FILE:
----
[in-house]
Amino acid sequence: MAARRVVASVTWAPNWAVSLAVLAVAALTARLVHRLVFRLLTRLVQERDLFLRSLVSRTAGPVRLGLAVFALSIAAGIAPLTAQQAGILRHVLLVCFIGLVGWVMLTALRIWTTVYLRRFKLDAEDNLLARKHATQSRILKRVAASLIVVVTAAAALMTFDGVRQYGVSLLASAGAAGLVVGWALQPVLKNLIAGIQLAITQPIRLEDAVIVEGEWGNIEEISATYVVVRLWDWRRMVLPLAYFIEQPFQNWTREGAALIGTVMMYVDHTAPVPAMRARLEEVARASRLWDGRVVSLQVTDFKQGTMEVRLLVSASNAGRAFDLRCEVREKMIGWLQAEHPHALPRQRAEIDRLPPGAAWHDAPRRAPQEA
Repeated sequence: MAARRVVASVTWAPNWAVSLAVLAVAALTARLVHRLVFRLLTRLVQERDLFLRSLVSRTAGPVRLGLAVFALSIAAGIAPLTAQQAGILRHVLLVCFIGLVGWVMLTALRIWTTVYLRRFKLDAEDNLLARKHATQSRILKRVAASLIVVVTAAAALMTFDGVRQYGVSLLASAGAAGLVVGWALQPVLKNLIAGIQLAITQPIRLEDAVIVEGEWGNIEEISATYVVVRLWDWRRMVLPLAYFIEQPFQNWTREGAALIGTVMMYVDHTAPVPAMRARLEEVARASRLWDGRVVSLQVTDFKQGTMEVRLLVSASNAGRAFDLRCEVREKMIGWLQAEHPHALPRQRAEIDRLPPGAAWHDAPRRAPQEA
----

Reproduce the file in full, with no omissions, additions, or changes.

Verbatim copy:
[in-house]
Amino acid sequence: MAARRVVASVTWAPNWAVSLAVLAVAALTARLVHRLVFRLLTRLVQERDLFLRSLVSRTAGPVRLGLAVFALSIAAGIAPLTAQQAGILRHVLLVCFIGLVGWVMLTALRIWTTVYLRRFKLDAEDNLLARKHATQSRILKRVAASLIVVVTAAAALMTFDGVRQYGVSLLASAGAAGLVVGWALQPVLKNLIAGIQLAITQPIRLEDAVIVEGEWGNIEEISATYVVVRLWDWRRMVLPLAYFIEQPFQNWTREGAALIGTVMMYVDHTAPVPAMRARLEEVARASRLWDGRVVSLQVTDFKQGTMEVRLLVSASNAGRAFDLRCEVREKMIGWLQAEHPHALPRQRAEIDRLPPGAAWHDAPRRAPQEA
Repeated sequence: MAARRVVASVTWAPNWAVSLAVLAVAALTARLVHRLVFRLLTRLVQERDLFLRSLVSRTAGPVRLGLAVFALSIAAGIAPLTAQQAGILRHVLLVCFIGLVGWVMLTALRIWTTVYLRRFKLDAEDNLLARKHATQSRILKRVAASLIVVVTAAAALMTFDGVRQYGVSLLASAGAAGLVVGWALQPVLKNLIAGIQLAITQPIRLEDAVIVEGEWGNIEEISATYVVVRLWDWRRMVLPLAYFIEQPFQNWTREGAALIGTVMMYVDHTAPVPAMRARLEEVARASRLWDGRVVSLQVTDFKQGTMEVRLLVSASNAGRAFDLRCEVREKMIGWLQAEHPHALPRQRAEIDRLPPGAAWHDAPRRAPQEA